Blood Clot vs Bruise: What Are the Differences?

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Blood can seep out of our veins for many reasons. It can be an injury, getting sick, cancer, or even getting old. Sometimes these spots of seepage merge, creating a clotted mass.

It can be hard to tell what is a bruise and a blood clot to the untrained eye. And if not treated immediately, clots from bruises are a problem. So there are a few essential things you need to know if you want to prevent a potentially catastrophic experience.

But what is the difference between a blood clot vs bruise anyway? Keep reading to find out how to spot the early symptoms and keep your health in check.

Blood Clot vs Bruises in a Nutshell

Bruises form when small blood vessels under the skin tear or break. The blood from these vessels leaks into tissues and causes a black-and-blue color. As bruises heal, they often turn colors, including yellow, green, and brown, and the body reabsorbs the blood over time.

Now, what is a blood clot? First, a blood clot will usually cause more swelling than a bruise. Also, it is usually harder to the touch than a bruise.

A blood clot will often cause the skin to turn white or pale, whereas a bruise will usually cause the skin to turn a darker color. If you press on a bruise, the color will change, but the color will stay the same if you have a blood clot. It is vital that their differences are noted and understood so that proper medical treatment can be sought when necessary.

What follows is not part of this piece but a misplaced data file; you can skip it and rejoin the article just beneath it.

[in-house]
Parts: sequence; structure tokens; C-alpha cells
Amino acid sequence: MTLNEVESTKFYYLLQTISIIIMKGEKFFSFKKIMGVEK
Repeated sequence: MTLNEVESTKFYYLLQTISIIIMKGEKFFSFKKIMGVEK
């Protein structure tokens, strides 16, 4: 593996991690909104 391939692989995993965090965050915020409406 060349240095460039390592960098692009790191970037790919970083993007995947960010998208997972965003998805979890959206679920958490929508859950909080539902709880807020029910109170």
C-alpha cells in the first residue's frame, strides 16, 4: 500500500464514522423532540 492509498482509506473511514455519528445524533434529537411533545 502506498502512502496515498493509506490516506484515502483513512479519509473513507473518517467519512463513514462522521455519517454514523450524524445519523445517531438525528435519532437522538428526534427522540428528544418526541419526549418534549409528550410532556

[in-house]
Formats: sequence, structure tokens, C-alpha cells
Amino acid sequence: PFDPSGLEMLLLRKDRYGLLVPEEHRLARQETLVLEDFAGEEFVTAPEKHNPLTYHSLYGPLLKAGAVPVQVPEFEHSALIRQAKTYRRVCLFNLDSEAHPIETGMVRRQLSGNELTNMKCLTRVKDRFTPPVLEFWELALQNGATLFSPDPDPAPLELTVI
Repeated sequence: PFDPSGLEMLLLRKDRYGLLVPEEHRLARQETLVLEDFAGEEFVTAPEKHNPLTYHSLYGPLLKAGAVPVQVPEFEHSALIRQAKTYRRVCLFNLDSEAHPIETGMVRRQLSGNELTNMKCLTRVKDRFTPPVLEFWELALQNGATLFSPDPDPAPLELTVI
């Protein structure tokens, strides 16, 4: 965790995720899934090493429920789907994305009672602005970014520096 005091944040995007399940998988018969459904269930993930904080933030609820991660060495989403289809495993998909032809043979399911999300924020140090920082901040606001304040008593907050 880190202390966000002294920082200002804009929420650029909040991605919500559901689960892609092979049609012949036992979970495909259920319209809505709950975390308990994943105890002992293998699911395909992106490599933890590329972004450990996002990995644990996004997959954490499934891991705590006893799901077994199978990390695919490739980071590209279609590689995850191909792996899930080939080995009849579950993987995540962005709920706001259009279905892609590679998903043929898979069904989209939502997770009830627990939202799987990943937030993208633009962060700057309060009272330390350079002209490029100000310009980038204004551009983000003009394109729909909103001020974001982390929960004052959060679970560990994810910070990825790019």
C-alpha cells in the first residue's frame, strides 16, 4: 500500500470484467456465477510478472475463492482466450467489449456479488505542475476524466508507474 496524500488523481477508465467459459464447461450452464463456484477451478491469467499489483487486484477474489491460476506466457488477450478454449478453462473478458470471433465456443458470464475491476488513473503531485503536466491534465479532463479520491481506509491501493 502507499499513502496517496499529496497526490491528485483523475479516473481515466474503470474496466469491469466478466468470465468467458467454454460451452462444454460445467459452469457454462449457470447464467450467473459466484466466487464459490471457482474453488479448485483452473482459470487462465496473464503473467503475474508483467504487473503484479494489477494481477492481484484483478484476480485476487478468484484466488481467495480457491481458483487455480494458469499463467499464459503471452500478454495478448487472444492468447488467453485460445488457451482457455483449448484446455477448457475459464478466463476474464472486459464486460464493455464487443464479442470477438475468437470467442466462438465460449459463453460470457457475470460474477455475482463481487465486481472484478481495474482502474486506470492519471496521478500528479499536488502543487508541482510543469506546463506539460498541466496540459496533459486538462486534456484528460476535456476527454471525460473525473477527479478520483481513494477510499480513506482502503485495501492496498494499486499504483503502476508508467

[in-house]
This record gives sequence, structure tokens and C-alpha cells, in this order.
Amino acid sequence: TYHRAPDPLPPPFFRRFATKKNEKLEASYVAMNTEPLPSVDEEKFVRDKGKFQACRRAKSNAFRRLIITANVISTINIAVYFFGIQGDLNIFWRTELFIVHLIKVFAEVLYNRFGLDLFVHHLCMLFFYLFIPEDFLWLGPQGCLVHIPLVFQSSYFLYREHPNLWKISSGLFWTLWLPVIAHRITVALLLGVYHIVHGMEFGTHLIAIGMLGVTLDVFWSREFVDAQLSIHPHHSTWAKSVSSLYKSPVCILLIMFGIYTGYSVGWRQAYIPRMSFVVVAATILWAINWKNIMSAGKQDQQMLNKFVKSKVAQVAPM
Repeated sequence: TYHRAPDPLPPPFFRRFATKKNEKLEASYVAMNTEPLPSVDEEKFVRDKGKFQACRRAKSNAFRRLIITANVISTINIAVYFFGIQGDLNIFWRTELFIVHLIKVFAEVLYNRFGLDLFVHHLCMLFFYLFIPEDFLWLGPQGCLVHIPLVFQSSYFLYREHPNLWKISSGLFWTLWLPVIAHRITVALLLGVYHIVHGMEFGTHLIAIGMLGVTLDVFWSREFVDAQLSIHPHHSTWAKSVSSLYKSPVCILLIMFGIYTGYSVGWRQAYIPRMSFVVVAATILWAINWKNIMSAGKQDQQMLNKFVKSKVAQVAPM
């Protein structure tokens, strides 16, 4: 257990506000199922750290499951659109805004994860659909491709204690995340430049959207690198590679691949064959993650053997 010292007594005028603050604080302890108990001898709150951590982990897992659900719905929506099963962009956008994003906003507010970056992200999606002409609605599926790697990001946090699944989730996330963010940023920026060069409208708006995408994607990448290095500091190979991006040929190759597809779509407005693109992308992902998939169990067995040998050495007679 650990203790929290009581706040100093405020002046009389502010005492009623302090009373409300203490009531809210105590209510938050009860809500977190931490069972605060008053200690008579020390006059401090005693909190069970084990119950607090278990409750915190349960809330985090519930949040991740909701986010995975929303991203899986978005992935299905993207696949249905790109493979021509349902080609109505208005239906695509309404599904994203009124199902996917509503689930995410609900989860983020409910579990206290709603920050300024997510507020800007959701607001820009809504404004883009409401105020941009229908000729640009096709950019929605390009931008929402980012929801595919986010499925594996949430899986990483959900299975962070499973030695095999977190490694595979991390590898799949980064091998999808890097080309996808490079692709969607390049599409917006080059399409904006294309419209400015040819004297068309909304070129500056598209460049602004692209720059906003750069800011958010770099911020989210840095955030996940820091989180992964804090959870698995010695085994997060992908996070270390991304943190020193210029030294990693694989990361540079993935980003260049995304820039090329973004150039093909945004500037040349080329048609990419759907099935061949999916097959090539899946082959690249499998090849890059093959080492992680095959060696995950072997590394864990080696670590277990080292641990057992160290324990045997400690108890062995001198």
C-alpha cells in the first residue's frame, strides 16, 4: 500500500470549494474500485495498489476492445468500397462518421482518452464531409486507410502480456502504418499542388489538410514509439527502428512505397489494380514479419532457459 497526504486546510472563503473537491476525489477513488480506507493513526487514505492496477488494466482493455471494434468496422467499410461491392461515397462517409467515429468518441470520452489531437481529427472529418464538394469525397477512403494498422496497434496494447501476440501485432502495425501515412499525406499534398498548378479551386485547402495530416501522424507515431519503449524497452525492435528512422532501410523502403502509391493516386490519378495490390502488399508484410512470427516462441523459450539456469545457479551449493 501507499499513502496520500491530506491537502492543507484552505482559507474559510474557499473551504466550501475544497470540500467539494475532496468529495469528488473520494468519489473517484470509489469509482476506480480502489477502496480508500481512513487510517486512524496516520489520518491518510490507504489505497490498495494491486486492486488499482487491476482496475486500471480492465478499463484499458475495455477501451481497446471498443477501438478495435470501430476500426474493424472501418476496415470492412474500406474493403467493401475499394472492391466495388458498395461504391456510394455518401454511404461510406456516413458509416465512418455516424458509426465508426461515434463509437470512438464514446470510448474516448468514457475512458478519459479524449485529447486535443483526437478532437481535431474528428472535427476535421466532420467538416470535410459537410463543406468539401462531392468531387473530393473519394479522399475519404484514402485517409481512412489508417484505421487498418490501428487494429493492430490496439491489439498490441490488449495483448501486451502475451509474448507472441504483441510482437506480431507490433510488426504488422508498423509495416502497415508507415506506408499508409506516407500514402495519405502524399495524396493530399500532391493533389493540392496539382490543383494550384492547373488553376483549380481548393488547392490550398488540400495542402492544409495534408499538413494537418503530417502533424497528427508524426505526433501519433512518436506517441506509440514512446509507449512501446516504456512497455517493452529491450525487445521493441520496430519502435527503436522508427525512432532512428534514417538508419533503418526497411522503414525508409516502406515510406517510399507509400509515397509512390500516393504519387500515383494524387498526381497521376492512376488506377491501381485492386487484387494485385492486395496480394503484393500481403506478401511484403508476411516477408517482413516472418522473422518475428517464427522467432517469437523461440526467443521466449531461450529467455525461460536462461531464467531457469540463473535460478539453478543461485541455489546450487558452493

Blood clots can also occur on their own, without a bruise. If you have a bruise that is painful, tender, or large, or if you have any concerns, you should see your doctor.

Can Blood Clots and Bruises Be Prevented?

Avoid sitting or standing for long periods. If you must sit or stand for long periods, try to move around every few minutes to keep the blood flowing. Always wear loose-fitting clothes and avoid constrictive clothing or jewelry.

Maintain a healthy weight and diet to keep your circulation strong. Finally, if you take any blood thinners or have a medical condition that puts you at risk for blood clots or bruises, talk to your doctor about what steps you can take to prevent them. If you are looking for an extensive guide on avoiding clots after surgeries – such as knee surgery – you can check it out here.

What Should I Do If My Bruise Becomes a Blood Clot?

If a person has a bruise that is large, painful, and lasts for more than two weeks, it may be a blood clot. Blood clots can occur anywhere in the body, but they are most common in the legs.

If a blood clot forms in the leg, it is called deep vein thrombosis (DVT). A DVT can be dangerous because it can break loose and travel to the lungs, causing a pulmonary embolism, a life-threatening condition.

Take Care of Your Body Against Unwanted Clotting

Bruises and blood clots may appear similar on the surface but are pretty different. Although both disorders can be dangerous, it is vital to understand the difference between a blood clot vs bruises to manage your health better. If you suspect you may have a blood clot, it is essential to seek medical attention immediately.

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